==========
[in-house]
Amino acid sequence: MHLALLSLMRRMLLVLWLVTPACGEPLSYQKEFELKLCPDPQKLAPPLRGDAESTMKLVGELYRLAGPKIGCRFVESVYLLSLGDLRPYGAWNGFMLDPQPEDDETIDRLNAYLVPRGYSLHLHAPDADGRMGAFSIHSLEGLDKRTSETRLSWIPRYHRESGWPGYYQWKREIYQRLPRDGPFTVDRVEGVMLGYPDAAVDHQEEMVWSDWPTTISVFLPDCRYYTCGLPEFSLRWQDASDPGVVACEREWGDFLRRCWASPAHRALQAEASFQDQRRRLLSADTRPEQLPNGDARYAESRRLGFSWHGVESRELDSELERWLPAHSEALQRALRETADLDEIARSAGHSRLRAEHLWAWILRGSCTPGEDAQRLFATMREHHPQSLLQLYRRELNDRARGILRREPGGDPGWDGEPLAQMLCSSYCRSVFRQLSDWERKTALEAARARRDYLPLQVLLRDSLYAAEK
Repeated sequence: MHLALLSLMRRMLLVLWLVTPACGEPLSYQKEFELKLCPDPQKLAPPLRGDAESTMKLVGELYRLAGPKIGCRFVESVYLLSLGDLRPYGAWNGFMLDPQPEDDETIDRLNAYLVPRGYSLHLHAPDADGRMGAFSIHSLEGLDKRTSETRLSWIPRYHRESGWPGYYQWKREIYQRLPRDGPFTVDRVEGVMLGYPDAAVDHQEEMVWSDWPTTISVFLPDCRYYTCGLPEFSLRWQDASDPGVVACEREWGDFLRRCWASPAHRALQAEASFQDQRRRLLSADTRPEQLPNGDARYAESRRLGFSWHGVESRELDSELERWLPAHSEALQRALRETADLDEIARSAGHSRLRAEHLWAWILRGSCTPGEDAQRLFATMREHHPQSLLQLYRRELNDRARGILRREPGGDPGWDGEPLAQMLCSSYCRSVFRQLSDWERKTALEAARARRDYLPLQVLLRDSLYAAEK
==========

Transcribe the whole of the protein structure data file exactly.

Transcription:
[in-house]
Amino acid sequence: MHLALLSLMRRMLLVLWLVTPACGEPLSYQKEFELKLCPDPQKLAPPLRGDAESTMKLVGELYRLAGPKIGCRFVESVYLLSLGDLRPYGAWNGFMLDPQPEDDETIDRLNAYLVPRGYSLHLHAPDADGRMGAFSIHSLEGLDKRTSETRLSWIPRYHRESGWPGYYQWKREIYQRLPRDGPFTVDRVEGVMLGYPDAAVDHQEEMVWSDWPTTISVFLPDCRYYTCGLPEFSLRWQDASDPGVVACEREWGDFLRRCWASPAHRALQAEASFQDQRRRLLSADTRPEQLPNGDARYAESRRLGFSWHGVESRELDSELERWLPAHSEALQRALRETADLDEIARSAGHSRLRAEHLWAWILRGSCTPGEDAQRLFATMREHHPQSLLQLYRRELNDRARGILRREPGGDPGWDGEPLAQMLCSSYCRSVFRQLSDWERKTALEAARARRDYLPLQVLLRDSLYAAEK
Repeated sequence: MHLALLSLMRRMLLVLWLVTPACGEPLSYQKEFELKLCPDPQKLAPPLRGDAESTMKLVGELYRLAGPKIGCRFVESVYLLSLGDLRPYGAWNGFMLDPQPEDDETIDRLNAYLVPRGYSLHLHAPDADGRMGAFSIHSLEGLDKRTSETRLSWIPRYHRESGWPGYYQWKREIYQRLPRDGPFTVDRVEGVMLGYPDAAVDHQEEMVWSDWPTTISVFLPDCRYYTCGLPEFSLRWQDASDPGVVACEREWGDFLRRCWASPAHRALQAEASFQDQRRRLLSADTRPEQLPNGDARYAESRRLGFSWHGVESRELDSELERWLPAHSEALQRALRETADLDEIARSAGHSRLRAEHLWAWILRGSCTPGEDAQRLFATMREHHPQSLLQLYRRELNDRARGILRREPGGDPGWDGEPLAQMLCSSYCRSVFRQLSDWERKTALEAARARRDYLPLQVLLRDSLYAAEK